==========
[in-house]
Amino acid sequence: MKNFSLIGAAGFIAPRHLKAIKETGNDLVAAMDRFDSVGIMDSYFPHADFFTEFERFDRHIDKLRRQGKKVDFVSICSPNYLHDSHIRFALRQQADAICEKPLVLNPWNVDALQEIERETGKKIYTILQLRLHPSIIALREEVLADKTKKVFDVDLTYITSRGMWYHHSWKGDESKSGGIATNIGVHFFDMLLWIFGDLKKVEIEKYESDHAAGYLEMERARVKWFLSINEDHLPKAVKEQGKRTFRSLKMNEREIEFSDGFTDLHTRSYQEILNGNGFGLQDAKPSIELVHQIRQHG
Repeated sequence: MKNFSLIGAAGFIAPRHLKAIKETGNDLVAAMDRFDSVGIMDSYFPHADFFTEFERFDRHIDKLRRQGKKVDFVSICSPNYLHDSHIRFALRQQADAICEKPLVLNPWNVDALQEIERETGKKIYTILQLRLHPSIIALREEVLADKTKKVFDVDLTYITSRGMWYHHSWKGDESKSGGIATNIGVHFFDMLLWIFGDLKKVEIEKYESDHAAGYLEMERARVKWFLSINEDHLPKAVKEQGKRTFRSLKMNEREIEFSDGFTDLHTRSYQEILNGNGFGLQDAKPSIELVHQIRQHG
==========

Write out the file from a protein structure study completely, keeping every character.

[in-house]
Amino acid sequence: MKNFSLIGAAGFIAPRHLKAIKETGNDLVAAMDRFDSVGIMDSYFPHADFFTEFERFDRHIDKLRRQGKKVDFVSICSPNYLHDSHIRFALRQQADAICEKPLVLNPWNVDALQEIERETGKKIYTILQLRLHPSIIALREEVLADKTKKVFDVDLTYITSRGMWYHHSWKGDESKSGGIATNIGVHFFDMLLWIFGDLKKVEIEKYESDHAAGYLEMERARVKWFLSINEDHLPKAVKEQGKRTFRSLKMNEREIEFSDGFTDLHTRSYQEILNGNGFGLQDAKPSIELVHQIRQHG
Repeated sequence: MKNFSLIGAAGFIAPRHLKAIKETGNDLVAAMDRFDSVGIMDSYFPHADFFTEFERFDRHIDKLRRQGKKVDFVSICSPNYLHDSHIRFALRQQADAICEKPLVLNPWNVDALQEIERETGKKIYTILQLRLHPSIIALREEVLADKTKKVFDVDLTYITSRGMWYHHSWKGDESKSGGIATNIGVHFFDMLLWIFGDLKKVEIEKYESDHAAGYLEMERARVKWFLSINEDHLPKAVKEQGKRTFRSLKMNEREIEFSDGFTDLHTRSYQEILNGNGFGLQDAKPSIELVHQIRQHG